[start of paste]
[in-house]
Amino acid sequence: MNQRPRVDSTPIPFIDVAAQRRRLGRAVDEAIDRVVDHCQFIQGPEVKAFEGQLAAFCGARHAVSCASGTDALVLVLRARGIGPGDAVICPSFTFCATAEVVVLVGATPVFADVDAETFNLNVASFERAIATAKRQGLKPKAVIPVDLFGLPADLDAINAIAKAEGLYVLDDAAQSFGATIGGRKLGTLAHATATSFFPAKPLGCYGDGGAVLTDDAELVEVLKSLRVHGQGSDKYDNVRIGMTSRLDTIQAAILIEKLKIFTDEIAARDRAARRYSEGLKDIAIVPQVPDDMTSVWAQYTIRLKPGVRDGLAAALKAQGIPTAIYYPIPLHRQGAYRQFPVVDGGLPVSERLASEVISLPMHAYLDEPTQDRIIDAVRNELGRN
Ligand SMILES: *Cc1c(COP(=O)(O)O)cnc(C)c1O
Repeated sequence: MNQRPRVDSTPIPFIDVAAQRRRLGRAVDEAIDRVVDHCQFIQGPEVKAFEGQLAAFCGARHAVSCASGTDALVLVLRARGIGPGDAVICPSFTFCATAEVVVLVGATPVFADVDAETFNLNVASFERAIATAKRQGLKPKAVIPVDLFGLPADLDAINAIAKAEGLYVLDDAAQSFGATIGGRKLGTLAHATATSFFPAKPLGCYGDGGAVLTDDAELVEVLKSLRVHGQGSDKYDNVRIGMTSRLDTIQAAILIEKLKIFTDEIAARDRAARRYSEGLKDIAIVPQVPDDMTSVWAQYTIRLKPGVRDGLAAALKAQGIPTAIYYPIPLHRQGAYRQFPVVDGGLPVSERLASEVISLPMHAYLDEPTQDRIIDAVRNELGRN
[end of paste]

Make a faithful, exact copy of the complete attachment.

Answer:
[in-house]
Amino acid sequence: MNQRPRVDSTPIPFIDVAAQRRRLGRAVDEAIDRVVDHCQFIQGPEVKAFEGQLAAFCGARHAVSCASGTDALVLVLRARGIGPGDAVICPSFTFCATAEVVVLVGATPVFADVDAETFNLNVASFERAIATAKRQGLKPKAVIPVDLFGLPADLDAINAIAKAEGLYVLDDAAQSFGATIGGRKLGTLAHATATSFFPAKPLGCYGDGGAVLTDDAELVEVLKSLRVHGQGSDKYDNVRIGMTSRLDTIQAAILIEKLKIFTDEIAARDRAARRYSEGLKDIAIVPQVPDDMTSVWAQYTIRLKPGVRDGLAAALKAQGIPTAIYYPIPLHRQGAYRQFPVVDGGLPVSERLASEVISLPMHAYLDEPTQDRIIDAVRNELGRN
Ligand SMILES: *Cc1c(COP(=O)(O)O)cnc(C)c1O
Repeated sequence: MNQRPRVDSTPIPFIDVAAQRRRLGRAVDEAIDRVVDHCQFIQGPEVKAFEGQLAAFCGARHAVSCASGTDALVLVLRARGIGPGDAVICPSFTFCATAEVVVLVGATPVFADVDAETFNLNVASFERAIATAKRQGLKPKAVIPVDLFGLPADLDAINAIAKAEGLYVLDDAAQSFGATIGGRKLGTLAHATATSFFPAKPLGCYGDGGAVLTDDAELVEVLKSLRVHGQGSDKYDNVRIGMTSRLDTIQAAILIEKLKIFTDEIAARDRAARRYSEGLKDIAIVPQVPDDMTSVWAQYTIRLKPGVRDGLAAALKAQGIPTAIYYPIPLHRQGAYRQFPVVDGGLPVSERLASEVISLPMHAYLDEPTQDRIIDAVRNELGRN